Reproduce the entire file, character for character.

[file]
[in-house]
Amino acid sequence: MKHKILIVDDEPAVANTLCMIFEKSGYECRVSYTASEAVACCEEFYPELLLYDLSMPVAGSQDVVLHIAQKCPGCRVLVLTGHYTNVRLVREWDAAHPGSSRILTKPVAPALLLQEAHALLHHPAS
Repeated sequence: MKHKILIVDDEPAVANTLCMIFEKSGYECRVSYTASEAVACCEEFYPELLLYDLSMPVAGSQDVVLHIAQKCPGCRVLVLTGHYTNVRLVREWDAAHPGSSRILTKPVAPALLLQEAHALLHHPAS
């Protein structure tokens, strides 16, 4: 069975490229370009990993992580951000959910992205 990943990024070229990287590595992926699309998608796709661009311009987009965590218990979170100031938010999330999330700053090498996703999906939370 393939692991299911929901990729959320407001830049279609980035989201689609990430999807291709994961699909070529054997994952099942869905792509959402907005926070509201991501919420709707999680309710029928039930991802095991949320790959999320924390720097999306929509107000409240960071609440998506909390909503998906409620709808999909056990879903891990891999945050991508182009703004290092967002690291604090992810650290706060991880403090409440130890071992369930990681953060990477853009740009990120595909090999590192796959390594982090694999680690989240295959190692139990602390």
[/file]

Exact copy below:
[in-house]
Amino acid sequence: MKHKILIVDDEPAVANTLCMIFEKSGYECRVSYTASEAVACCEEFYPELLLYDLSMPVAGSQDVVLHIAQKCPGCRVLVLTGHYTNVRLVREWDAAHPGSSRILTKPVAPALLLQEAHALLHHPAS
Repeated sequence: MKHKILIVDDEPAVANTLCMIFEKSGYECRVSYTASEAVACCEEFYPELLLYDLSMPVAGSQDVVLHIAQKCPGCRVLVLTGHYTNVRLVREWDAAHPGSSRILTKPVAPALLLQEAHALLHHPAS
């Protein structure tokens, strides 16, 4: 069975490229370009990993992580951000959910992205 990943990024070229990287590595992926699309998608796709661009311009987009965590218990979170100031938010999330999330700053090498996703999906939370 393939692991299911929901990729959320407001830049279609980035989201689609990430999807291709994961699909070529054997994952099942869905792509959402907005926070509201991501919420709707999680309710029928039930991802095991949320790959999320924390720097999306929509107000409240960071609440998506909390909503998906409620709808999909056990879903891990891999945050991508182009703004290092967002690291604090992810650290706060991880403090409440130890071992369930990681953060990477853009740009990120595909090999590192796959390594982090694999680690989240295959190692139990602390």